While the setting, striking imagery and pulsating score all invoke exploitation horrors of the 70s and 80s, it is the relentless, over-the-top violence that really completes this sentiment. Flesh rips and blood explodes onscreen throughout, the frame often filled with huge swathes of red – an astonishing image when it occurs alongside that dusty landscape. At other times Fargeat’s camera lingers closely on the more grisly details as she dares us to keep watching these stomach-churning moments. Although some may find the more graphic content difficult to swallow, it is to Fargeat’s credit that it feels wholly necessary to show Jen’s arduous journey from victim to vengeance seeker, as well as a way to keep us by her side as she fights back. Treading the line of the usual exploitation horror also allows Fargeat to return to that central, compelling idea of the cinematic ‘look’, the excessive violence here a fitting punishment for the male gaze itself, and for the men who dared to take advantage of Jen.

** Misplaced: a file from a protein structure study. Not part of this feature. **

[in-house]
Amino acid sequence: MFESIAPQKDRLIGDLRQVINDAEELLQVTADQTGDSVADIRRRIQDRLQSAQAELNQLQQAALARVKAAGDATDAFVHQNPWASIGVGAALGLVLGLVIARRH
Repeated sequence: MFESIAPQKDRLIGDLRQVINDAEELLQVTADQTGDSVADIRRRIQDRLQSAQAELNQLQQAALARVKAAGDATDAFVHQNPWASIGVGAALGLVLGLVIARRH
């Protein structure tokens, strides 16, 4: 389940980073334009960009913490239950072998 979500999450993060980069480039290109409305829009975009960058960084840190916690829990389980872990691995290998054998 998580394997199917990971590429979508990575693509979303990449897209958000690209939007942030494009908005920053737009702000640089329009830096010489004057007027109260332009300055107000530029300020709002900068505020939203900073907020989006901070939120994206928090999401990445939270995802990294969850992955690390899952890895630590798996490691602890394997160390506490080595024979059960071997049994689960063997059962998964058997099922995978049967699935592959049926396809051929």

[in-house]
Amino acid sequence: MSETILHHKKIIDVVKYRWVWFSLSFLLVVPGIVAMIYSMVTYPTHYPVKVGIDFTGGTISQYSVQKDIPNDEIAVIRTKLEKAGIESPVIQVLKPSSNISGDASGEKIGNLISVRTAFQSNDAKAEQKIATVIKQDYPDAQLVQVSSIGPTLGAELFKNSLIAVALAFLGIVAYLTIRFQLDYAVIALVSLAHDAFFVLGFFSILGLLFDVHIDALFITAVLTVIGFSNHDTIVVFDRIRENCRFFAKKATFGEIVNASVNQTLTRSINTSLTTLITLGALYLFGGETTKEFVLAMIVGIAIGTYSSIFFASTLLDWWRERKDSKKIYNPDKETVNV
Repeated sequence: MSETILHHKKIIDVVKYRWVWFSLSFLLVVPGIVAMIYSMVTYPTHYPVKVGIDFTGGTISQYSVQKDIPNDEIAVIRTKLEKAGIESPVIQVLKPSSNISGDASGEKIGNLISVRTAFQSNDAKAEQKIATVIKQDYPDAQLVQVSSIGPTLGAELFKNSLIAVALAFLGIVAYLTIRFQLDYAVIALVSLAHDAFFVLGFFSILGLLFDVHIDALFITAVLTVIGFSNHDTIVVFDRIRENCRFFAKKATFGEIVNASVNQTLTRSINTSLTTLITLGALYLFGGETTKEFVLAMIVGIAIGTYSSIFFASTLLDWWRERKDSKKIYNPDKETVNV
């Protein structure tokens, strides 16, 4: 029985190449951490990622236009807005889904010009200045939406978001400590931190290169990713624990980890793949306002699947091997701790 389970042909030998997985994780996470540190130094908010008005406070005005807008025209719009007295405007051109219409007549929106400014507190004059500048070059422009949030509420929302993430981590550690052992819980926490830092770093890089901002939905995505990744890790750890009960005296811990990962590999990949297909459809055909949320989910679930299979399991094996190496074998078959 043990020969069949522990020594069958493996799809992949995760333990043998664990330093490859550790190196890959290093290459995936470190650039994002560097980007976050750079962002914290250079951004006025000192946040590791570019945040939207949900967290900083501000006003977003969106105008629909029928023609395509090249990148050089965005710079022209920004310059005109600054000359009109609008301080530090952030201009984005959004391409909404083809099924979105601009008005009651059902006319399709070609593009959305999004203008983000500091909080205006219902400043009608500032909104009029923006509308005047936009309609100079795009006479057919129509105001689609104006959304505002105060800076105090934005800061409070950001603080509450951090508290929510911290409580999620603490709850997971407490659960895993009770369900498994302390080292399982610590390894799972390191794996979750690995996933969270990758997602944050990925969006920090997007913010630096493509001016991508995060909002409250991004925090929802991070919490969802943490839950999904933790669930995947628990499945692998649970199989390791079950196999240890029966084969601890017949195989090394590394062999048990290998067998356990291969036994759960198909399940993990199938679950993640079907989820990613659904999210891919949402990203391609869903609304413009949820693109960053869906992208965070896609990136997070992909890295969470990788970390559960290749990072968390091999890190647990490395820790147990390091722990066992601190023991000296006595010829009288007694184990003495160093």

Matilda Lutz gives a stunning performance as Jen, the woman out for revenge...
Matilda Lutz gives a stunning performance as Jen, the woman out for revenge…

That Revenge is able to keep that central theme of the male cinematic gaze running constantly throughout without ever turning into a lecture is a stunning achievement, particularly for a film that expertly establishes a much-needed female perspective rarely seen in a horror film such as this. Yet what is also a huge achievement is how striking a film it is to watch: slickly shot, continuously engrossing, stylistically amazing, and endlessly entertaining. Coralie Fargeat’s film is one worth shouting about, and one that makes me very excited to see what she does next.